Fall fell on us on September 22 and if you haven’t yet begun your fall home maintenance tasks, it’s time to get started. And, to help, we’ve gathered some tips.
Smoke alarms save lives
Fall and winter see an increase in home fires, according to the American Red Cross, and faulty smoke alarms were to blame for more than 20 percent of home fire deaths. Sadly, nearly 40 percent of the deaths occurred in homes that didn’t have smoke alarms, according to the National Fire Protection Association (NFPA).
If you have smoke alarms in the home, now is the time to check that they’re working properly. Change the batteries if you can’t remember when they were last changed.
Also, ensure that you have enough smoke alarms in the home. They should be installed outside of each bedroom and on all levels of the home.
“If you and your family sleep with the doors closed, install smoke alarms inside sleeping areas, too,” suggests the NFPA.
NFPA also suggests the following:
- Consider connecting your smoke alarms so that when one sounds, they all do.
- Replace all smoke alarms when they are 10 years old
- Use both ionization and photoelectric alarms throughout the home. The former detects flaming fires and the latter will warn you about smoldering fires.
Check the weather-stripping
Windows and doors are notoriously leaky, allowing our toasty indoor air out and that frosty stuff in. Not only is this tough on your utility bills but uncomfortable for the occupants of your home as well.
Weather-stripping is the way to stop the leaks, but it’s not something that lasts forever and periodically needs to be replaced.
Try rattling your windows. If you’re successful, you probably need to replace the weather-stripping.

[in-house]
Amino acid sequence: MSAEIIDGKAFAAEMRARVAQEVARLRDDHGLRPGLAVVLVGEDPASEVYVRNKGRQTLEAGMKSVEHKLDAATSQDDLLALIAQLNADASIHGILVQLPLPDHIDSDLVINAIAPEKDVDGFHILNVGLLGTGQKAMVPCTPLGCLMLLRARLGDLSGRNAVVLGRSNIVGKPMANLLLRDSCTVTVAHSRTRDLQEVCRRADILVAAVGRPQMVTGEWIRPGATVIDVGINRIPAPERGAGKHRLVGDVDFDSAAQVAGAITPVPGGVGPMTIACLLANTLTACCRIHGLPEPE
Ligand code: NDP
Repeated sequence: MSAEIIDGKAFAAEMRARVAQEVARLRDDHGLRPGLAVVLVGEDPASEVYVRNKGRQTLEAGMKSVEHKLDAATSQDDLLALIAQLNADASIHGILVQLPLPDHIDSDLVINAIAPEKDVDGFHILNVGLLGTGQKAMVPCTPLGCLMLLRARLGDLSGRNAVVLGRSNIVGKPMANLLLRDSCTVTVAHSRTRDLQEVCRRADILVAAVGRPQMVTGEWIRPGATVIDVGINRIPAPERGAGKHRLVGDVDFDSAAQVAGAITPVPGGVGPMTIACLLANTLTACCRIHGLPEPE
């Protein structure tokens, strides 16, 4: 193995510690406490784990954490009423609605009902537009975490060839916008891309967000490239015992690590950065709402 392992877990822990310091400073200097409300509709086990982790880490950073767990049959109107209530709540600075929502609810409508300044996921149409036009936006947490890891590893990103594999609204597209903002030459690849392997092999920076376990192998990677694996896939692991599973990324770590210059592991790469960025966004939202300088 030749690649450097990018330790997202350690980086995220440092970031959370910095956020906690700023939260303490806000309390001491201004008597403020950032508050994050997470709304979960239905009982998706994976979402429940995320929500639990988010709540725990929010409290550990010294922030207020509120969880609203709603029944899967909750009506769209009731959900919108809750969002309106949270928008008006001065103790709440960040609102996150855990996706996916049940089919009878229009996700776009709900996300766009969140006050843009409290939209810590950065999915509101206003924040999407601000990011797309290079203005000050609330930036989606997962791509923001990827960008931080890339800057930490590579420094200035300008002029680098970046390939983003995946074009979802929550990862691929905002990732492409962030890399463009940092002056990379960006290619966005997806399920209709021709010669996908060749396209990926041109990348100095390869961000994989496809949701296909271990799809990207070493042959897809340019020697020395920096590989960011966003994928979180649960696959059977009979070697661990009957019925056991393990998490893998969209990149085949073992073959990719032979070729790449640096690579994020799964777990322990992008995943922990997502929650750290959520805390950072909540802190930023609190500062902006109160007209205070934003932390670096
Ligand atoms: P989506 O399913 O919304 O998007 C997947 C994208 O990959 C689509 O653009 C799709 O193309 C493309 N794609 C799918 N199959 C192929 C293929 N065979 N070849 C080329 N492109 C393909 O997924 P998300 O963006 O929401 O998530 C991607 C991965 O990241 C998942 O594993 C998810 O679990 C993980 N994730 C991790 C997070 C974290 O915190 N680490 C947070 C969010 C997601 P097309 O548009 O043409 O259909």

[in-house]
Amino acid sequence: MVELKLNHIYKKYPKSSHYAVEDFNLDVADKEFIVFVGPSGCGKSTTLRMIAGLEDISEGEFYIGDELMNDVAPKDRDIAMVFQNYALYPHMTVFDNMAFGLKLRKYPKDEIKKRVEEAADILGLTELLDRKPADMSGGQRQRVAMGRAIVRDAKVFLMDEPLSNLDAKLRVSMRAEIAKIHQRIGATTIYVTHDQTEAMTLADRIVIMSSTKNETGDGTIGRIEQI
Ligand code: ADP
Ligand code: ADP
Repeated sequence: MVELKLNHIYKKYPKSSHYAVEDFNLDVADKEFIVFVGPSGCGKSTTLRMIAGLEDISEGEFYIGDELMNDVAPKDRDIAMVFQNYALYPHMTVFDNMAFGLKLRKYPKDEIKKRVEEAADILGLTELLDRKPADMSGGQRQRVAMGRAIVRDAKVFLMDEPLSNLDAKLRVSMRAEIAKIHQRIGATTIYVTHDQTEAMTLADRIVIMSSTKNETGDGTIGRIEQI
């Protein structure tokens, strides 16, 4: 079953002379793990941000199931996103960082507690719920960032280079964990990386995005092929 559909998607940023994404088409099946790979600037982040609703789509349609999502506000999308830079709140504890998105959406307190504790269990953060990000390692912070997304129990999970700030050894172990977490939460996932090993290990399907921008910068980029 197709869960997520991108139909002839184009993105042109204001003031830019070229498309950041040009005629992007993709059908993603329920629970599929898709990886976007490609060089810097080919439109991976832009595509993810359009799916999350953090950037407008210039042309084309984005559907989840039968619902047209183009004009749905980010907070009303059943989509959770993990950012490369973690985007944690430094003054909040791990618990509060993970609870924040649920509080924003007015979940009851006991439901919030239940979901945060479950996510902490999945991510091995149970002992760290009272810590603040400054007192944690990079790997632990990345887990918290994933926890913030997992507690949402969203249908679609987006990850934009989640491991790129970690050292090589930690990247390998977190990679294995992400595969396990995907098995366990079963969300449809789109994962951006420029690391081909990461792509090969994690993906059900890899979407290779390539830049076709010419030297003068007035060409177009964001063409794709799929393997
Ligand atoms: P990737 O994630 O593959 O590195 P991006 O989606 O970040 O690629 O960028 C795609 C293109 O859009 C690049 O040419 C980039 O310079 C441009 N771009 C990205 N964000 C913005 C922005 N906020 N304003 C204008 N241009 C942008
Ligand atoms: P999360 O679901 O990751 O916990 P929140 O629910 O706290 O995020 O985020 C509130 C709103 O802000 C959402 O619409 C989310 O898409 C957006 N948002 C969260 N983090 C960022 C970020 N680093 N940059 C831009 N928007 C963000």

If you can see daylight around the door frames you’ll need to strip there as well.
It’s an easy DIY project and Sal Vaglica of This Old House offers a handy walkthrough of how to choose the right product and you can get tips on installing weather stripping from the U.S. Department of Energy.
Yes, it’s a bit of a time-consuming task, but one well worth performing. Replacing worn-out weather-stripping can save 10 to 15 percent on your energy bills this winter, according to the U.S. Department of Energy.
Get a tune up
HVAC systems (heating, ventilation and air conditioning) last from 15 to 20 years, if properly maintained. Components within the system, however, have shorter life spans, according to the experts at ThisOldHouse.com. The heat pump, for instance will die at around 16 years after installation.
Since we’re entering into that time of year when our heating systems will start getting heavy use, call in a professional to inspect yours.
If you have an oil heating system, inspect the entire system – tank, line, pipes, fittings and valves – for leaks. for leaks. The Massachusetts Environmental and Energy Affairs department claims that the cost of cleaning up a heating oil leak averages between $20,000 and $50,000.
Have your oil company service the furnace and replace any damaged parts.
Forced air systems require seasonal maintenance as well. At the very least, stock up on filters and change them monthly during fall and winter.
Don’t forget the home’s exterior
Step outside and inspect the exterior home from top to bottom.
- Check the gutters and if they’re clogged, clean them out and then check for leaks. Ensure that the downspouts are still directing water away from the home.
- If you have siding, check to see if it needs caulking.
- Check the siding and caulk it, if needed. Also check the exterior corners, where two walls meet. Caulk there as well, if needed.
- If you’ve been putting off blowing out the irrigation system, consider doing it soon and then wrap the pipes.
- Check trees around the house and trim back any branches that might break during heavy winds.
Of course, there’s lots more you can add to your fall honey-do list, but these tasks will get you started and ensure that your home is safe and sealed from the elements. Here are some people to help you out.